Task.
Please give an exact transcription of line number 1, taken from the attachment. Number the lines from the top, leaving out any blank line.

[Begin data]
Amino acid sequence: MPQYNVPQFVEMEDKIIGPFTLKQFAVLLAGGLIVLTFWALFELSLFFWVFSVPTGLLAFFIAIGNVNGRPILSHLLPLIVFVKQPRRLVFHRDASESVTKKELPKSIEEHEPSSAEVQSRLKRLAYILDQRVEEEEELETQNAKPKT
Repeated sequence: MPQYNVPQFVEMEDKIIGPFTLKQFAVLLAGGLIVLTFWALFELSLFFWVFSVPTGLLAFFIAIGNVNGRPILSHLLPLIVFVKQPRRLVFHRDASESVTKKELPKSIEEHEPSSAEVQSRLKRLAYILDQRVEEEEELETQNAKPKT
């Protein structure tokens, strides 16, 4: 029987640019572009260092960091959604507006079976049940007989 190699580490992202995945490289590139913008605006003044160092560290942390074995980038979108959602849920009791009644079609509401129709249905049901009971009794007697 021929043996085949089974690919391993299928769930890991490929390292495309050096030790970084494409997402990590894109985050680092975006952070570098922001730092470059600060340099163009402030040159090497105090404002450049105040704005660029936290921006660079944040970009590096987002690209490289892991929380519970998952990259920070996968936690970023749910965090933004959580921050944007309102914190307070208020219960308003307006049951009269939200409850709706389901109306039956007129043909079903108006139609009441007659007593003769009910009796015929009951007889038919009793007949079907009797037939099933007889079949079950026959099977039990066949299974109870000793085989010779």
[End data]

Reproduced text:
Amino acid sequence: MPQYNVPQFVEMEDKIIGPFTLKQFAVLLAGGLIVLTFWALFELSLFFWVFSVPTGLLAFFIAIGNVNGRPILSHLLPLIVFVKQPRRLVFHRDASESVTKKELPKSIEEHEPSSAEVQSRLKRLAYILDQRVEEEEELETQNAKPKT